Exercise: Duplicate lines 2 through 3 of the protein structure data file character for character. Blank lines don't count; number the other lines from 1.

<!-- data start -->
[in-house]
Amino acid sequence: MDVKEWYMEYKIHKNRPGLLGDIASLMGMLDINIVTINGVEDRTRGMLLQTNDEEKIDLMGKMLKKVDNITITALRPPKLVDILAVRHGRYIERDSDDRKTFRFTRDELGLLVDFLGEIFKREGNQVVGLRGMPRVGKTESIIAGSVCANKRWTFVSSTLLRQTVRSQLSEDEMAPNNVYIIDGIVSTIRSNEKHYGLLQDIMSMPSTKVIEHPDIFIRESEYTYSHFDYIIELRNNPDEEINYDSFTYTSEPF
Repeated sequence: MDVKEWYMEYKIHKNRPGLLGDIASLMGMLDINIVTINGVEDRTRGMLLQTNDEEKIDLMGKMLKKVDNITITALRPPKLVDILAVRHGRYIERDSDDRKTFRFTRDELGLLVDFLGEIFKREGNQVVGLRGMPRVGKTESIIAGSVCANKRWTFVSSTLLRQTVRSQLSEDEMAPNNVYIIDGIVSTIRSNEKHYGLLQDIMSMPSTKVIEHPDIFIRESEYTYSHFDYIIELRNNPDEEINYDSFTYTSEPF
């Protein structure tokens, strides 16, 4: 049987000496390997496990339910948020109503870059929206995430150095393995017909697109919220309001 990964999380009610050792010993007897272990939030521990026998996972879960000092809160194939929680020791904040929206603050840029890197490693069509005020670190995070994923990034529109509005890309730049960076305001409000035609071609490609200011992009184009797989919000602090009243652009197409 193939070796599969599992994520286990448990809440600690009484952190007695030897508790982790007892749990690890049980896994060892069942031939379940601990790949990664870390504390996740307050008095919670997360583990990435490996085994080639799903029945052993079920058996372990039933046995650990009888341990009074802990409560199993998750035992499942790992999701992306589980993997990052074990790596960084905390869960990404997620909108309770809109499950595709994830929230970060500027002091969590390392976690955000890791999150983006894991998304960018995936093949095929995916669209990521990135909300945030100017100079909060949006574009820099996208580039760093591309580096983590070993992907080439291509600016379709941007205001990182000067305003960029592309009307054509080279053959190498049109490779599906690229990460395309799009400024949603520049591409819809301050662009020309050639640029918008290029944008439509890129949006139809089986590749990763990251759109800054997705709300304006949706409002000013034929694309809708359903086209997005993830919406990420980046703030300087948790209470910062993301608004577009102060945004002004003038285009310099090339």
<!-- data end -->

Amino acid sequence: MDVKEWYMEYKIHKNRPGLLGDIASLMGMLDINIVTINGVEDRTRGMLLQTNDEEKIDLMGKMLKKVDNITITALRPPKLVDILAVRHGRYIERDSDDRKTFRFTRDELGLLVDFLGEIFKREGNQVVGLRGMPRVGKTESIIAGSVCANKRWTFVSSTLLRQTVRSQLSEDEMAPNNVYIIDGIVSTIRSNEKHYGLLQDIMSMPSTKVIEHPDIFIRESEYTYSHFDYIIELRNNPDEEINYDSFTYTSEPF
Repeated sequence: MDVKEWYMEYKIHKNRPGLLGDIASLMGMLDINIVTINGVEDRTRGMLLQTNDEEKIDLMGKMLKKVDNITITALRPPKLVDILAVRHGRYIERDSDDRKTFRFTRDELGLLVDFLGEIFKREGNQVVGLRGMPRVGKTESIIAGSVCANKRWTFVSSTLLRQTVRSQLSEDEMAPNNVYIIDGIVSTIRSNEKHYGLLQDIMSMPSTKVIEHPDIFIRESEYTYSHFDYIIELRNNPDEEINYDSFTYTSEPF